Stephen Dinanm, Washington Times, Mar. 1, 2007
Sen. Edward M. Kennedy’s secret work on an immigration bill threatens the chance of passing any guest-worker program this year, warned Sen. Arlen Specter, the top Republican on the Judiciary Committee.
“If you want to be in at the landing, you have to be in at the takeoff,” Mr. Specter of Pennsylvania yesterday cautioned Mr. Kennedy, Massachusetts Democrat, and Sen. John McCain, Arizona Republican, saying Mr. Kennedy has broken a promise to consult with other senators’ staffs on a new bill. That bill, details of which were first reported by The Washington Times, would grant citizenship rights to most illegal aliens already in the U.S.
Mr. Specter’s warning and Mr. Gutierrez’s comments underscore how even with a Democratic majority, which is in line with Mr. Bush on immigration, Congress will struggle to pass a bill this year.
But House Republicans said it amounted to an amnesty for most illegal aliens, and they refused to bring it up, instead forcing the Senate to pass an enforcement bill that includes building hundreds of miles of double-tier fence along the U.S.-Mexico border.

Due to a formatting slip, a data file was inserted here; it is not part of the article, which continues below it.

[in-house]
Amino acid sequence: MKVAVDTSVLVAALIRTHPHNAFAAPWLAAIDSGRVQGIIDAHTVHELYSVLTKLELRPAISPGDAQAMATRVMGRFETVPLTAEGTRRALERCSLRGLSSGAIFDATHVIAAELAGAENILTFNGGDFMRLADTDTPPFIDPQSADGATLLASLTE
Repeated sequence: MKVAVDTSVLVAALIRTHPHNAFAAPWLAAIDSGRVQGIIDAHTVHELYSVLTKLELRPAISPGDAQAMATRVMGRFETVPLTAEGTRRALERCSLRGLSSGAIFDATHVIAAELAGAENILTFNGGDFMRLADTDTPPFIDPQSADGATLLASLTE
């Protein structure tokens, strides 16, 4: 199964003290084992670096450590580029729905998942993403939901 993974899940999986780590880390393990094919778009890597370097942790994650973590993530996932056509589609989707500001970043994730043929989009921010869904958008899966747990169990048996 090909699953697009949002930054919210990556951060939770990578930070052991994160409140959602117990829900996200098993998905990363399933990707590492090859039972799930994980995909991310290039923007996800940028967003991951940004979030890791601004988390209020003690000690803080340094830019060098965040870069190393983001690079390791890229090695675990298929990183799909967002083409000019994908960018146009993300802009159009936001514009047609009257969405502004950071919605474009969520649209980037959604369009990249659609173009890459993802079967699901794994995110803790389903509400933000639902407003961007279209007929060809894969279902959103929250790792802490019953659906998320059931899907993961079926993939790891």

Judiciary Committee Chairman Patrick V. Leahy, Vermont Democrat, called the barrier a “Potemkin fence” and said the money would be “wasted” in building it.
Yesterday, he and other senators bristled at the “amnesty” label. Some of them pleaded with the secretaries to help them come up with a way to avoid the label.
Even as Mr. Kennedy and Mr. McCain work in private, they appear to have lost one key Democratic supporter. Sen. Dianne Feinstein, California Democrat, said that bill was too broad, that the guest-worker program for future workers was too big and that splitting illegal aliens based on their time here was too open to fraud.